Hi Everyone,

We made it to Berlin! This particular travel day was really LONG: We left Gimmelwold. Switzerland at 8am and didn’ get to our destination until 12:30am! We again rode the gondola down the mountain, hopped on a bus to Lauderbrunnen, caught the local train to Interlachen, and got on the regular train to Basel, Switzerland. By then it was noon.

We had a nice layover of two hours there and found a wonderful grocery store in the train station that helped us stock up for our next and final leg of the journey. We stepped on board the train to Berlin at 14:11 and arrived in Berlin at 21:21. All was well until we got off and discovered our escort was nowhere to be found. This was a big disappointment. We were tired and didn’t want to go in to high gear to figure out how to get to the conference site.

Then this wonderful thing happened. This very gruff, very stern, very German frau who worked in the subway came to our rescue. We had been standing in front of the ticket machine trying to figure out how to make it spit out 12 tickets, to where we still were not sure, and were beginning to argue with eachother over why none of our effórts was fruitful. With limitted English and the use of my rather simplistic map, she figured out what was needed and walked us through the buying or tickets, mapping out our route (two subways and a train) and even accompanied on the first subway, ensuring that we got off at the right stop.

Then the next wonderful thing happened. On the last train, we discovered someone who had been sent out to accompany incoming IDEC participants. He was able to lead us from the train station to the tent site (a 30 min. walk through what looked like a maze of dark, narrow streets and walkways). We were all very greatful to put down our bags and fall in to bed.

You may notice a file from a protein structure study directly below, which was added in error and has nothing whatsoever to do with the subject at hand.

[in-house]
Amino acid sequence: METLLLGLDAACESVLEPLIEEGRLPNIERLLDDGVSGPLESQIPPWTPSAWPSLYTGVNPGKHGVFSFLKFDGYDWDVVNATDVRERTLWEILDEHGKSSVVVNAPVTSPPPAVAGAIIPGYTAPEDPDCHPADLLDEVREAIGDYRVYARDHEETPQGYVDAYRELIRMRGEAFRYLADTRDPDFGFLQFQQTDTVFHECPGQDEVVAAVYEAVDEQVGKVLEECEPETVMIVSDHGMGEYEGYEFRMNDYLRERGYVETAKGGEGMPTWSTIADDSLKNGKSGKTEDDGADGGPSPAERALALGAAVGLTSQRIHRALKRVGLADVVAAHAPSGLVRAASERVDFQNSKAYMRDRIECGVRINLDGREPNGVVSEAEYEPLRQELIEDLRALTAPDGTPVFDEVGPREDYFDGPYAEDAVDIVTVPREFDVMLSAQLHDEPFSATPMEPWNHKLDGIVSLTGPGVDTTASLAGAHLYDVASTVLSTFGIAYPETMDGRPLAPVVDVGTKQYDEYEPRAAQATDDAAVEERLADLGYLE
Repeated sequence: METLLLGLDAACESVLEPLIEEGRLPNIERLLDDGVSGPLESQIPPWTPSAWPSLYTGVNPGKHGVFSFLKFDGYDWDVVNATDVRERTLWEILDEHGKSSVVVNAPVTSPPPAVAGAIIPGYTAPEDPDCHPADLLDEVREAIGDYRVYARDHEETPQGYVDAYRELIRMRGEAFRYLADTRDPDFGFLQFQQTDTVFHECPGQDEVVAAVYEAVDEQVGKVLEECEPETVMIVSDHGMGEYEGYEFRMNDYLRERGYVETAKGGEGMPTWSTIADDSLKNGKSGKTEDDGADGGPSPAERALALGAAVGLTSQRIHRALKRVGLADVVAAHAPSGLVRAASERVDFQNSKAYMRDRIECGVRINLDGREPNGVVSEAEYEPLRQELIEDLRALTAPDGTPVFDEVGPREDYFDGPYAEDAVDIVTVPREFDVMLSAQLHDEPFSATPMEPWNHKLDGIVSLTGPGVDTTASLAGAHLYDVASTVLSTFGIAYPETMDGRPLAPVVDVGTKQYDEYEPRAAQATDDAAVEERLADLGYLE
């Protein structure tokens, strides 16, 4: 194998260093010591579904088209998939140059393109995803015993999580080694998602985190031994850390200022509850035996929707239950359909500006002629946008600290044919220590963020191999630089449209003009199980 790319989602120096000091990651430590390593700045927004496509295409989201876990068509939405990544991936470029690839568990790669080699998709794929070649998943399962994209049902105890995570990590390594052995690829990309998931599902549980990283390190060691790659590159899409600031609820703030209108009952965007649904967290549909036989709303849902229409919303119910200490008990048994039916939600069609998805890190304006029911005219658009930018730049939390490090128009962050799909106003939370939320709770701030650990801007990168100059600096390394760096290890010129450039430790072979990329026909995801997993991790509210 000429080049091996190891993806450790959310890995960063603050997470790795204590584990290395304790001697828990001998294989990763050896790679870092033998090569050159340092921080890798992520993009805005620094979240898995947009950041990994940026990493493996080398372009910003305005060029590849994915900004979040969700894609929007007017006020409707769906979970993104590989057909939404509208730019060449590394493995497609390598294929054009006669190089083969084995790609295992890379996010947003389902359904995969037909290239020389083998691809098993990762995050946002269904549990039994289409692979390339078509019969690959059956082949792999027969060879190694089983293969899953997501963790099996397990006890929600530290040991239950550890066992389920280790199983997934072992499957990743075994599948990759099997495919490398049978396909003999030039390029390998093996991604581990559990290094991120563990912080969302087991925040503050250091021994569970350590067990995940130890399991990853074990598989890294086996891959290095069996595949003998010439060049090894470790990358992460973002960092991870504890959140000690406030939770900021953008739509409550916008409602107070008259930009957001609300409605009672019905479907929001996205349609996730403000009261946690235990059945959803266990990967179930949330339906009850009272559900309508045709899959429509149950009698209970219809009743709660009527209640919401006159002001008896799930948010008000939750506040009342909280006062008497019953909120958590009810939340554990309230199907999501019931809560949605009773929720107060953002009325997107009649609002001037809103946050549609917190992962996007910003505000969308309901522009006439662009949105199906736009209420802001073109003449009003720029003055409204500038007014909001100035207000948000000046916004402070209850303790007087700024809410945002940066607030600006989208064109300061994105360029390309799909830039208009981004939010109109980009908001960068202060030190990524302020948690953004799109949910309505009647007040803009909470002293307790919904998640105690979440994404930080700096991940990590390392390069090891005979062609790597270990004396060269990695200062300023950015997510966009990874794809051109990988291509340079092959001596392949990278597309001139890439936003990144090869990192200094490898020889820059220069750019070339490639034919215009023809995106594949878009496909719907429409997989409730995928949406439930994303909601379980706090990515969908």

Our accomodations are rather comical: Big 12×12 circus tents in a big circle, housing about 200 people. Toilets and sinks are a 2 1/2 minute walk from the tents in one direction (I timed it!) and the showers are a 5 minute walk in another direction – the portable type. All of this is set up in a park about the size of Como Park and in the midst of activity somewhat like Como park as well.


And then there is the conference. It is fantastic. All these people from all around the world, who love to think deeply about education and the politics of children. All these kids who love to learn in the most organic and concrete ways, by having fun and being themselves, by discovery and with delight. In this very makeshift setting, we are coming together to share thoughts, ideas, experiences, and hopes for a world that will include all of the problems and all of the solutions. This is a very exciting place to be.

There is a sign-up sheet for a visit to a concentration camp, and one for a visit to the Berlin wall. Peter and Tarin went on a group tour of the Berlin nightlife last night. Our new home has a small swimming lake and beautiful flower gardens.


We are being fed by a catering company, fabulous vegetarian meals and an afternoon snack of cake and coffee. We are sleeping well on our little camping cots. We arranged ourselves in two tents: 9 students wall to wall in one, 3 teachers spaciously placed in the other. We are all adjusted to this next new temporary home. It is our last European stopping place and we are making the most of every minute, as we have each day of our travels. We will be home soon, and we will be both sorry to leave and happy to resume our lives with you all.



Leave a Reply